So what does this type of responsibility look like in real life? I’ll share three thoughts from the book and my own reflection:

  • Death: When a loved one dies, instead of fixating over what we’ve lost, ask what response we can give to someone who’s passed. Dr. Frankl share’s a story of an old man despairing over the loss of his wife of many years. The man found hope in realizing that had he died first, she would be experiencing the same grief, but instead, he took that on for her. This perspective helped him view his suffering as a noble sacrifice for her. We may find deeper meaning in the loss of someone dear to us by taking on the purpose of preserving the memory and legacy of the person as still relevant and valuable (see #6).
  • Education: When taking classes to further our career, we shouldn’t stop at aspiring to make good marks, but instead ask: “What’s the best I can bring to this subject?” and then throw ourselves wholeheartedly into learning and exploring it as only we can. (I regret that I didn’t have this mindset when I was in school — I would have learned so much more!)
  • Creative work: When we feel the lack of success in our career, we’re tempted to shape our work to what gets us the most clicks, likes, and shares (e.g., “pop music” or much of what’s posted on social media). But when we ask instead, “What can I uniquely create?” we’re free to draw, design, compose, or write with everything we have and create work that’s an end in itself. This type of art is the very definition of “fine art” and the only kind with a chance of becoming timeless. (As a side note, the most successful artists I know gained success by paradoxically not aiming for it but instead focusing on creating the art they wanted to create.)

The need for this type of responsibility is found anywhere we find big or small disappointments or anything worth striving for. It’s a simple enough concept, but few people have the courage to bear with it. According to Dr. Frankl, very few prisoners in concentration camps were able to take on this level of responsibility and most succumbed, understandably, to the destructive patterns described under section two. How many fewer of us will manage to achieve this standard of responsibility while surrounded by so many ready distractions and temporal comforts?

But if we “take up our cross” and respond to even the smallest of obstacles in this way, eventually something quite fulfilling and wonderful begins to take shape around us.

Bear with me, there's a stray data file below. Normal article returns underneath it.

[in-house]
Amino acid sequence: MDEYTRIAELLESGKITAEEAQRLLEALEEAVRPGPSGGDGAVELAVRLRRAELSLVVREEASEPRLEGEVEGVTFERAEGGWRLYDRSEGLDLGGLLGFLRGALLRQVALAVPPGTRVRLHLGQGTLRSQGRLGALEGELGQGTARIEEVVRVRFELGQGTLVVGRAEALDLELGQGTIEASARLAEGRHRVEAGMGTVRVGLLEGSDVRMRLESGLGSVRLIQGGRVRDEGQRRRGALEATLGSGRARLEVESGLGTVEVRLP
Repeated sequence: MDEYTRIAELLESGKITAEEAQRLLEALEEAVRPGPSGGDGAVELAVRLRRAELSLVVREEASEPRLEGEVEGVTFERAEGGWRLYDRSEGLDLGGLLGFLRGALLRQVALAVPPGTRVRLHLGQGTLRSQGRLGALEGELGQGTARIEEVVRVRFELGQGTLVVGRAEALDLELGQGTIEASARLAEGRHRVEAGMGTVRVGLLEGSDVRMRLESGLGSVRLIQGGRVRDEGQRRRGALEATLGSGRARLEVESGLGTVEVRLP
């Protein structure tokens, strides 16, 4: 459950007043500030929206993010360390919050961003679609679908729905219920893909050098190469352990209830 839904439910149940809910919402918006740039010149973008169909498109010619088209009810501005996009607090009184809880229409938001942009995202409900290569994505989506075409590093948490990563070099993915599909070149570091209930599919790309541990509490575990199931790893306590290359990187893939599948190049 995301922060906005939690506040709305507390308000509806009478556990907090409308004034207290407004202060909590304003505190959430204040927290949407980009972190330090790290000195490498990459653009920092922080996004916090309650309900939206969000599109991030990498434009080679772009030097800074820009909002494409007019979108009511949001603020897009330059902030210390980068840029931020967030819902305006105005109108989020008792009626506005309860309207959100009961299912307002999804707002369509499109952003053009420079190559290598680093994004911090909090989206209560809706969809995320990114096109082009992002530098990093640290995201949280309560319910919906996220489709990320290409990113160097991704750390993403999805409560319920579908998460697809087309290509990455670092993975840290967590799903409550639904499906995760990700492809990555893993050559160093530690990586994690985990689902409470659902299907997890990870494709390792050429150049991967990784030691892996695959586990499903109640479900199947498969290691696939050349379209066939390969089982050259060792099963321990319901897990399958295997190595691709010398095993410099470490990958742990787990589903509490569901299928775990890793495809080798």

4. Taking on responsibility leads to meaning that’s greater than ourselves.

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Responsibility leads to meaning that’s greater than our selves.

When we take on proper responsibility for what life gives us rather than dwelling bitterly over what we wanted, we’re free to creatively adapt the misshapen opportunities life sends us into uniquely creative work that benefits and completes the work and lives others.

When we follow this path for long enough, we then find that the people we help and things we create are increasingly built upon and connected more meaningfully to more people.

By focusing on our responsibility instead of ourselves, we lose ourselves in something greater.

5. By losing yourself, you find yourself.
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When we lose ourself in meeting the shape life demands of us, we paradoxically become more unique.
“The more one forgets himself — by giving himself a cause to serve or another person to love — the more human he is and the more he actualizes himself.”

As we take responsibility for what life needs from us and give all that only we can give, the work and lives of those that increasingly depend on our creativity and love increasingly frame and form around the unique contour of our life and we become truly irreplaceable.

6. You cannot be erased.
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The imprint we've made on those around us remains even after death.
“Having been is also a kind of being, and perhaps the surest kind.”

As those who’ve suffered and lived well fade into old age and die, the lives they’ve impacted and the work they’ve started continues to grow and form around the imprint left behind as sure as if they were still breathing.

7. There’s a bigger picture.
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A bigger picture.

Towards the end of the book, Dr. Frankl shares a thought exercise leading to a profoundly hopeful conclusion, especially coming from someone who’d watched his wife, parents, and friends die prematurely in fear, pain, and shame for no apparent reason. A paraphrase:

He asks: Do a bunch of apes who are being given vaccinations, again and again, to test a vital antibiotic know the purpose of their pain? No, they’d have to be human to take on this perspective.

He concludes: What if man, being pierced again and again by seemingly pointless suffering, is also experiencing it as a terminal point in a larger, purposeful plan?

In summary: No one else has been given your talents, faults, upbringing, and situation. Whatever life’s dealt you is uniquely yours to respond to and cannot be replaced or repeated. If you manage to selflessly respond to your suffering with courage and perseverance, you’ll find proportionally higher purpose, true identity, and lasting meaning.

I hope you found something hopeful in this article and that it inspires you to read Man’s Search for Meaning. You’ll discover many more valuable and better-expressed lessons in it’s few pages.

Each month, I write a short essay about the Chaos Map: